Life has been busier than ever in recent weeks, as my three kids have become more immersed in their online schoolwork, and my own work of overseeing their learning while also engaging with my own (paid) job and daily household tasks has ramped up.
With that said, I took a “break” of sorts this past week to binge-listen my way through a fabulous podcast I stumbled upon called Mind Matters, described as follows:
The Mind Matters Podcast features discussions with leaders in the fields of psychology, education, and beyond, with an emphasis on gifted/talented and twice-exceptional children and adults. Mind Matters explores parenting, counseling techniques, and best practices for enriching the lives of high-ability people.
Score! Everything about this podcast series sounded right up my alley – and I wasn’t disappointed. In my typical “gifted-kid-all-grown-up” immersion fashion, I listened to nearly all 68 half-hour episodes in rapid succession and took semi-voracious notes. I am grateful to Emily and Dave (the married host and producer) for all the labor and love they’ve clearly poured into this endeavor, and have a ton of ideas for topics to follow up on myself in HalfoftheTruth.org.
With that said, I want to start this particular blog post by reflecting on my own upbringing as a gifted kid. We went to hang out with my elderly Norwegian-American parents (ages 83 and 81) on their back porch this weekend – and while my three kids were out zipping around on scooters and other wheeled devices in their driveway, I told my parents l wanted to interview them on a “new topic”.
(I’ve actually interviewed my parents quite a bit in recent years. I set up a well-lit “studio” in their living room back in 2015 and spent many hours interviewing each of them about their childhood back in war-occupied Norway, their experiences immigrating to America and becoming parents, their lifelong participation in a unique spiritual group, and other thoughts about life. It was important to me to archive their memories while they were still lucid.)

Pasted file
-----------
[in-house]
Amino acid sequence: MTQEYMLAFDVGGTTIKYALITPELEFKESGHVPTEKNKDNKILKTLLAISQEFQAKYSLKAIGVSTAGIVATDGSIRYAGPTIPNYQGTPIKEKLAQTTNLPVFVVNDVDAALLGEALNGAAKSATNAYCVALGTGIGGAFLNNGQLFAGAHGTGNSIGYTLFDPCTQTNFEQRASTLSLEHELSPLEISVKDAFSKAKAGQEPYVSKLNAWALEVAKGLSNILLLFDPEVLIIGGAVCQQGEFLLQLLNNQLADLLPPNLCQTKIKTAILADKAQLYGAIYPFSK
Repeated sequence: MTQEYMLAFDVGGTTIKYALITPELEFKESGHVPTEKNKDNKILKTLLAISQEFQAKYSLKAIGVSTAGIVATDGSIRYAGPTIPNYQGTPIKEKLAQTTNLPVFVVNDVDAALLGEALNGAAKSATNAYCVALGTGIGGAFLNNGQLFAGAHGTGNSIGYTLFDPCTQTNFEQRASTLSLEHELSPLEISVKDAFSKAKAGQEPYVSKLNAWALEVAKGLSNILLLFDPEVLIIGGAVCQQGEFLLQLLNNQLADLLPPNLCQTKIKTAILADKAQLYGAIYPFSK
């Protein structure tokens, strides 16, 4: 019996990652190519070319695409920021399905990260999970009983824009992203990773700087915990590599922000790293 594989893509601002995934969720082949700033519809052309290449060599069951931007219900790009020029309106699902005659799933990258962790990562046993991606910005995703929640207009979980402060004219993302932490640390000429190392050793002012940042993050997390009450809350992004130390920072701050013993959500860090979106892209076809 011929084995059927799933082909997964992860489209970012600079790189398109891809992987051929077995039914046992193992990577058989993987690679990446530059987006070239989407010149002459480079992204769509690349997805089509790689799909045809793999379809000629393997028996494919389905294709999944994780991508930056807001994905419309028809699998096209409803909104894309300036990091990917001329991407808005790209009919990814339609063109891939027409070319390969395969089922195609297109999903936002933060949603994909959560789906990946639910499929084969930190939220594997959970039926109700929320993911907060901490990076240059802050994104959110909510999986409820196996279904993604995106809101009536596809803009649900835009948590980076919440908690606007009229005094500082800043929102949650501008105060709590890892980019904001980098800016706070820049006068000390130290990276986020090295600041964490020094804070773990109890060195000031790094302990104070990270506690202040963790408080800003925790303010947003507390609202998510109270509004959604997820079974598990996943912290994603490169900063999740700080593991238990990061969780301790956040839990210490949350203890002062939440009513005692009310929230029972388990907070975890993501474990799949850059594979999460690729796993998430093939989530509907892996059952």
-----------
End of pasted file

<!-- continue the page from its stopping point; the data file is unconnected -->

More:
This time, however, I wanted to ask them specifically about raising gifted kids in America. I’m the third of four kids, and all of us except my younger sister were identified as gifted and went through gifted programming in school. (I’m convinced my younger sister has an undiagnosed learning disability that prevented her from testing in; she has extreme anxiety around test-taking.)
Here’s a brief run-down of what my parents shared during the interview, followed by my own thoughts:
Me: What was it like raising kids who were identified as gifted kids?
Mom: I didn’t have any other kinds, so I couldn’t compare it to anybody – I just assumed that that’s how kids were! They learned to read at age 5, do all the homework without help; it was easy that way.
Pop: Well, I mean, the fact is that you guys were all different – so I think we had to deal with each one. The fact that you were all fairly smart is something I guess we assumed…
Me: Why did you assume that?
Pop: Because we considered ourselves to be pretty smart, I guess! [laughs] Anyway…
Me: What did you think about the term “gifted” that was used in America? I’m assuming that wasn’t used in Norway. My dad looks confused. I repeat: Gifted? He is still confused. So, kids that get a label of being gifted – if they score high on an IQ test?
Pop: Yeah, I always had questions about that.
Me: What were your questions?
Pop: It seemed – you in particular were being identified as gifted, and it was like… A lot of parents were saying, “I have a gifted child!” as though not everyone was gifted. It seemed a little weird to label people like that, because then you have labeled other people as not being gifted, even though they might just be a little later or have different kinds of gifts. So, that always seemed a little strange to me… [Plus], all the “gifted children” [in your program] were white, the ones who had been identified – and they had pushy parents for the most part.
Me: You guys are NOT pushy! You’re anti-pushy…
Mom: They [the teachers] really made us understand that they appreciated that.
Me: OK. But your perception of the other parents in that program is that they were pushy?
Pop: Yeah. My impression was that there were some parents who were going to make sure that their kids were identified as “gifted”. They were going to fight for it. Therefore, the whole thing didn’t make so much sense, I thought. On the other hand, of course, it makes sense to put some people on a faster path if they really are showing exceptional gifts. In my case, of course, I skipped first grade because I had been away and not been able to go to school but my grandmother took me to the principal at [my local] school and he gave me a newspaper and asked me to read it, and it was about some political developments in Europe and the Soviets moving in and all that, and I really didn’t know anything about that, but I read it fluently, so then he put me in second grade.